Follow by Email

Monday, January 28, 2008

Encore?

What do you do after you've done something like HURT? By my estimation HURT is the third toughest trail race in the US (1- Hardrock, 2- Plain, 3- HURT, 4- Wasatch). I've done H & H, now I'm trying to get into Wasatch, if not I'll go give Plain another try (I only made it halfway last try). Both are in September.

Meanwhile my next ultra will probably be the Diablo 50M in April, probably the toughest 50 miler in the country; followed by another 50M (TBD) in May. Then, Lord willing, it will be off to Canada this summer for the Kneeknacker 50K in July and the Canadian Death Race (125K) in August. And hopefully the Santa Barbara NineTrails in November for a total of 7 for the year- but all 7 are considered to be among the toughest in their classes.

That's enough to keep things interesting, but still leave me plenty of time and energy for all the exciting non-ultra-running challenges I'll be facing this year at church and at home. And, as always, all is subject to change without notice!

3 comments:

Anonymous said...

Mark ... very interesting to read about your running adventures. I'm not sure where to post this, but reading this line:

That's enough to keep things interesting, but still leave me plenty of time and energy for all the exciting non-ultra-running challenges I'll be facing this year at church and at home.

... prompts me to ask how you are able to blend training and racing with non-running commitments.

I'm not an ultrarunner (marathons only so far) and I have been in a funk lately. Work, church, and family commitments have left precious little time to run. Where running was once a stress reliever, I found myself becoming increasingly stressed over trying to squeeze in runs and fretting over falling behind "schedule" when I couldn't run. I've taken a month off as a result and have appreciated one less stressor. I miss the running, however, and I miss having goals such as races to motivate me. Short term, the break from running has been good, but long term I would like to reclaim it.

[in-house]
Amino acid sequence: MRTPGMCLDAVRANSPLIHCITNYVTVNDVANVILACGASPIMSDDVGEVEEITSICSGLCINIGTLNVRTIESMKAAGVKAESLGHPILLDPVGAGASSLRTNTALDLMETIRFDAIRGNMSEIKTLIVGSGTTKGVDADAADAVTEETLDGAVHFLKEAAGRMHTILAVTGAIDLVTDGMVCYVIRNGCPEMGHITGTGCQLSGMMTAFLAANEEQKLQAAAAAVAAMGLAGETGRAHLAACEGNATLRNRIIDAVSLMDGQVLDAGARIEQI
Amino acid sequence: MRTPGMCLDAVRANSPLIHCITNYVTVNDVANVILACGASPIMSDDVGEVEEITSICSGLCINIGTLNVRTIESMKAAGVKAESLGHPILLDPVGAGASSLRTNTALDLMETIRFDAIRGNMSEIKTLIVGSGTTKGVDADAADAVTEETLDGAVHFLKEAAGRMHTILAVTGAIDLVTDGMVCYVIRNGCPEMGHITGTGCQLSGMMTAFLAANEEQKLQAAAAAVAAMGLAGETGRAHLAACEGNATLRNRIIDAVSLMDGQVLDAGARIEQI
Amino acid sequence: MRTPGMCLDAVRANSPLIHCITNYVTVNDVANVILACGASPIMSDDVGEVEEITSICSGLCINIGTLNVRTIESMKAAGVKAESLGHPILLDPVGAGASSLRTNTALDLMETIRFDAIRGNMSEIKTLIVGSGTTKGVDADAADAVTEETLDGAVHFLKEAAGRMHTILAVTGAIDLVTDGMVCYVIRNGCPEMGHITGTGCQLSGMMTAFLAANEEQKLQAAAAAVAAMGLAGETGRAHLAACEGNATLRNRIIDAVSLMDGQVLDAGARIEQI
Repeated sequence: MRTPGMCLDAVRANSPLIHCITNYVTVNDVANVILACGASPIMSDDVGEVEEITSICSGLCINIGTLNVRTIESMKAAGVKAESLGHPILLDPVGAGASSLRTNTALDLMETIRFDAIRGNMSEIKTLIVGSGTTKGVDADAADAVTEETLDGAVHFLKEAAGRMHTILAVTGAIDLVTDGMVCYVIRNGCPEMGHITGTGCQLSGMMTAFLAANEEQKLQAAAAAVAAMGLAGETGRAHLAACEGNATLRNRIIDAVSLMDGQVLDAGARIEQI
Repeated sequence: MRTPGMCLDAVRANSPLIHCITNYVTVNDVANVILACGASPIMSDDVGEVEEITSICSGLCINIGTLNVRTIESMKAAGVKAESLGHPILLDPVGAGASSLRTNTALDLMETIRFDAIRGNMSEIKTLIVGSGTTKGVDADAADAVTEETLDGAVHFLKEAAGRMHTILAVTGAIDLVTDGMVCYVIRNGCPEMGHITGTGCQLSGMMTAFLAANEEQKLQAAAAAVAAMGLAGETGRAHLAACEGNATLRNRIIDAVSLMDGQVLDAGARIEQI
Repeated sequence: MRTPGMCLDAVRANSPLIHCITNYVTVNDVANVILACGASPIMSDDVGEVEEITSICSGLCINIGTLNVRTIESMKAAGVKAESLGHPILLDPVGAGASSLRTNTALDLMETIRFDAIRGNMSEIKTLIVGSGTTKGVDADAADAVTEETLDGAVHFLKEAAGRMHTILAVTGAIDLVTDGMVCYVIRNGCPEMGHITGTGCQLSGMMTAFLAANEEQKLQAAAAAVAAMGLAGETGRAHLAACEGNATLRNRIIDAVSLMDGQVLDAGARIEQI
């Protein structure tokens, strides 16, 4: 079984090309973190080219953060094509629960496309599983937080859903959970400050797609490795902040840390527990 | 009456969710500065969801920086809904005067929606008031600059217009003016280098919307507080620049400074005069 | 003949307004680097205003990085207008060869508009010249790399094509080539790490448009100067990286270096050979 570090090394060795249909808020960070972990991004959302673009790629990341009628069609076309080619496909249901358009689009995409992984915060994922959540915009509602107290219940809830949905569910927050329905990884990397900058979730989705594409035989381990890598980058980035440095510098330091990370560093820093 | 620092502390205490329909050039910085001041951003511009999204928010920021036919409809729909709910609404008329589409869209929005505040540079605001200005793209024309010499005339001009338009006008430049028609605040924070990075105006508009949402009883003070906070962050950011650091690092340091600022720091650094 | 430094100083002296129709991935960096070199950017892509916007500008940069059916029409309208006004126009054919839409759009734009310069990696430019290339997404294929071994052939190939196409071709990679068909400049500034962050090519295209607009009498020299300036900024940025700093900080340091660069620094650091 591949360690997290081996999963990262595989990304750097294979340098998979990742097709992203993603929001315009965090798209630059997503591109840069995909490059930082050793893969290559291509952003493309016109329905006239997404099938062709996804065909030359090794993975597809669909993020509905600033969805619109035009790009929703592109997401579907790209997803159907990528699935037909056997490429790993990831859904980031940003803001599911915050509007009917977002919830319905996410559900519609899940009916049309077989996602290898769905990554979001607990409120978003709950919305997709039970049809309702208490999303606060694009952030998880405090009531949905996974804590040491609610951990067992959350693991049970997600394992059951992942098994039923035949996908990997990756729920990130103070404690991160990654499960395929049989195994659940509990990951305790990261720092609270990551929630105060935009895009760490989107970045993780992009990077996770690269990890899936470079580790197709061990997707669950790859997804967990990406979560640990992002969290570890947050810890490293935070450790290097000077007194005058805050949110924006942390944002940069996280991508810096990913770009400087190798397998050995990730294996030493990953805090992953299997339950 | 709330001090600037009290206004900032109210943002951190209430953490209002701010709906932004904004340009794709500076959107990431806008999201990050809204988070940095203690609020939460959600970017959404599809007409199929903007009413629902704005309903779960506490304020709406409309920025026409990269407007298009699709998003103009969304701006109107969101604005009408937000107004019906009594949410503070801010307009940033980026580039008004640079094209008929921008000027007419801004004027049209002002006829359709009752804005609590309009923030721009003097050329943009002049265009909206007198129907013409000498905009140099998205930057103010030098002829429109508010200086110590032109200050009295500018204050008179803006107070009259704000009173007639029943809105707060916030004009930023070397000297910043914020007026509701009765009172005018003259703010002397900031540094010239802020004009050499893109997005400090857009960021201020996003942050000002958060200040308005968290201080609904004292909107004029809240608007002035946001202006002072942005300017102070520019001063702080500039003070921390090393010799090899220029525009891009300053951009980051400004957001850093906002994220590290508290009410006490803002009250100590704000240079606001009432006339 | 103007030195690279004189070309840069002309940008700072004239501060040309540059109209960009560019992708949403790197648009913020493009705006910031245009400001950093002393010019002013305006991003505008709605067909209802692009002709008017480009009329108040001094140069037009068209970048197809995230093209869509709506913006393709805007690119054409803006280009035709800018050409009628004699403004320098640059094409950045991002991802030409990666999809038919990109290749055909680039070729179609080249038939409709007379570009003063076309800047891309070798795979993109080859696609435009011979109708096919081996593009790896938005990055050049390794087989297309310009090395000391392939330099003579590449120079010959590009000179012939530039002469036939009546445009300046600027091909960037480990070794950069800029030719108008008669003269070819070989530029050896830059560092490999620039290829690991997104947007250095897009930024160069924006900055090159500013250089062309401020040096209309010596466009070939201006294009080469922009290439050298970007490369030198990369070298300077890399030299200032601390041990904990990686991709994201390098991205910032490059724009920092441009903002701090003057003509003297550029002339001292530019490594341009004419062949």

How do you pursue something like ultrarunning which can be time intensive with other responsibilities? If you've addressed this before, just point me in the right direction!

Thanks,
Dennis

Mark Swanson said...

Hi Dennis,

For one thing, I didn't start running until my kids were in high school, and didn't start ultras until the youngest was in college. Once your kids are grown up you've got an extra 10 or more hours per week.

Second, I don't really have any other hobbies or pasttimes. I do a little reading for fun but don't watch hardly any TV or movies, etc. Most Christians spend more time watching TV than I spend running.

On average I spend about six hours a week running which hardly seems like an excessive amount of movement for someone who spends most of the rest of the time sitting around! Because of that I have more energy the other hours of my day.

I read somewhere that about 7% of Americans are runners, but nearly 70% of CEO's are. Not because CEO's have lots of free time, but because they need the energy and stress relief.

You can get most of the benefits with a commitment of three one-hour runs per week. At first, it reduces your energy, but as you get in shape it increases your energy, efficiency and productivity.

Blessings to you!

Anonymous said...

Incredible that you can do what you do on six hours of running a week. I appreciate the input. I have a seven and nine year old at home, so that limits my free time. Thanks again for the perspective!

Dennis